It’s suggested that the most recovery occurs in the first 6 months following a spinal cord injury because the central nervous system experiences a heightened state of plasticity. Once your spinal cord injury is stabilized, it’s ideal to take advantage of this heightened state of plasticity and start working on rehabilitation as soon as possible.

However, that does not mean recovery is limited to a specific time frame. The spinal cord never runs out of neuroplasticity, so as long as you continue to stimulate it through repetitive movement, the potential to improve is there. Individuals may continue to see improvements years after their injury.

Up next, we’ll discuss various rehabilitation therapies involved in the spinal cord injury recovery process.

Rehabilitation Therapies for Spinal Cord Injury Recovery

Every spinal cord injury and its recovery process is unique. Depending on the location and severity of the spinal cord injury, individuals will experience various motor and/or sensory impairments. Additionally, secondary complications may develop, which can also affect mobility, motivation, and energy levels.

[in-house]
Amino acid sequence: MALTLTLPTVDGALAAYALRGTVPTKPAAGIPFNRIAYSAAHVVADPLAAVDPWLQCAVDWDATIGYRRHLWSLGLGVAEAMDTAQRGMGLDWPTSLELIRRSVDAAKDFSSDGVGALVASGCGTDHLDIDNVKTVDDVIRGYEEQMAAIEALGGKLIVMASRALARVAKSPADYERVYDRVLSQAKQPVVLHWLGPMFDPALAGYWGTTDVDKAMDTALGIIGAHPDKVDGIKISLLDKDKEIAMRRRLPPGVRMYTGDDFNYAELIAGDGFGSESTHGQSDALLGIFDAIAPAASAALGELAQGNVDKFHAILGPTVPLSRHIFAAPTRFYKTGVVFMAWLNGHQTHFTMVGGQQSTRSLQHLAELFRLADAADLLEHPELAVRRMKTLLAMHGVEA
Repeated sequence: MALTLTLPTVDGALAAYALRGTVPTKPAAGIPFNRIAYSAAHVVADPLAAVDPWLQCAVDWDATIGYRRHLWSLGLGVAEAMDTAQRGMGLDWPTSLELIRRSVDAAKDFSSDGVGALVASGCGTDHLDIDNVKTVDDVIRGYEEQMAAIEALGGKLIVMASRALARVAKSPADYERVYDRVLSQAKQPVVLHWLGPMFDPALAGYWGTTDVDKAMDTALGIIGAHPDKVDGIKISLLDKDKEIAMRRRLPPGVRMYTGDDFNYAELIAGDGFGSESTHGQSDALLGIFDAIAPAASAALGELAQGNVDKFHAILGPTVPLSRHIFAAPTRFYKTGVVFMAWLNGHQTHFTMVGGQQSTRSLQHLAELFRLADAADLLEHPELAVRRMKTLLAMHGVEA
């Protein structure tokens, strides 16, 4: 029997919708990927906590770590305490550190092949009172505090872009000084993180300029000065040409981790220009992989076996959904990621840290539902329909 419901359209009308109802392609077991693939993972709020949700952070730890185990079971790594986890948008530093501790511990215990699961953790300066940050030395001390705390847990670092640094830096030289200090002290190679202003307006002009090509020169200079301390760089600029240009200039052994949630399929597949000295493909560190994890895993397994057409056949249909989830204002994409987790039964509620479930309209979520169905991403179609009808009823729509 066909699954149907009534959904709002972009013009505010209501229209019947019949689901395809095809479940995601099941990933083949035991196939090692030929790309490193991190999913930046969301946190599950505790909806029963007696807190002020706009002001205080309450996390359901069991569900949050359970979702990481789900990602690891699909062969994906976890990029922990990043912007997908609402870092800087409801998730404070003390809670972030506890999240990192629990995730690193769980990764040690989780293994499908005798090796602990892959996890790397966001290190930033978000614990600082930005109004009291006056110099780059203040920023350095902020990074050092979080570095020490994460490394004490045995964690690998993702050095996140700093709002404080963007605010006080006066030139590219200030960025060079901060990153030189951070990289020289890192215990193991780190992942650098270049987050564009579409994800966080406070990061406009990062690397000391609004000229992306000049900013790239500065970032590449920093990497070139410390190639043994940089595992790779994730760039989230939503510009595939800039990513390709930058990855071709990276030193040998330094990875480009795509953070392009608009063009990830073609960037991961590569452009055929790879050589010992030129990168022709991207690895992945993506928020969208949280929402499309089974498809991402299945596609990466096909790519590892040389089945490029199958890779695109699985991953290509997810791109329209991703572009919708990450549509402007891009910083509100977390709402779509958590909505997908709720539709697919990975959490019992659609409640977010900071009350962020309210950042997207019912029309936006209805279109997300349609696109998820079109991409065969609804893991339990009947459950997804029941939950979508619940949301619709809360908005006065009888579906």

Therefore, a personalized approach to rehabilitation is ideal. Below, we’ll discuss 4 rehabilitation therapies that are often involved in spinal cord injury recovery.

1. Physical Therapy

physical therapy for spinal cord injury recovery

Physical therapy helps individuals with spinal cord injuries improve their functional abilities through targeted exercises.

A spinal cord injury disrupts communication between the brain and body; therefore, you have to reteach the central nervous system and muscles to work in sync again through repetitive stimulation.